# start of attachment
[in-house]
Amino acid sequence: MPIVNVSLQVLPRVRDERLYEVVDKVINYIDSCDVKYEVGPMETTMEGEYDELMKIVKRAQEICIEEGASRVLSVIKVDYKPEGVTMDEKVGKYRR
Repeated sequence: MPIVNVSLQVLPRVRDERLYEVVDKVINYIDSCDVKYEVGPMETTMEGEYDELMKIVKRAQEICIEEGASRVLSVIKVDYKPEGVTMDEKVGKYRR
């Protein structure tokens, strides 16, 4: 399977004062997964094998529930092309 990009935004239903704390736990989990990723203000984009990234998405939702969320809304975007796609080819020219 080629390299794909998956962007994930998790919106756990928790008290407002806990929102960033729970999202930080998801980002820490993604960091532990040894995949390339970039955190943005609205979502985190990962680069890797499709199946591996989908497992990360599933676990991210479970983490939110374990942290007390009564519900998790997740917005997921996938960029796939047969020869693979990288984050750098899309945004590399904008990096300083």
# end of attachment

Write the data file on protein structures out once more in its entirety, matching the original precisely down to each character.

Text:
[in-house]
Amino acid sequence: MPIVNVSLQVLPRVRDERLYEVVDKVINYIDSCDVKYEVGPMETTMEGEYDELMKIVKRAQEICIEEGASRVLSVIKVDYKPEGVTMDEKVGKYRR
Repeated sequence: MPIVNVSLQVLPRVRDERLYEVVDKVINYIDSCDVKYEVGPMETTMEGEYDELMKIVKRAQEICIEEGASRVLSVIKVDYKPEGVTMDEKVGKYRR
């Protein structure tokens, strides 16, 4: 399977004062997964094998529930092309 990009935004239903704390736990989990990723203000984009990234998405939702969320809304975007796609080819020219 080629390299794909998956962007994930998790919106756990928790008290407002806990929102960033729970999202930080998801980002820490993604960091532990040894995949390339970039955190943005609205979502985190990962680069890797499709199946591996989908497992990360599933676990991210479970983490939110374990942290007390009564519900998790997740917005997921996938960029796939047969020869693979990288984050750098899309945004590399904008990096300083």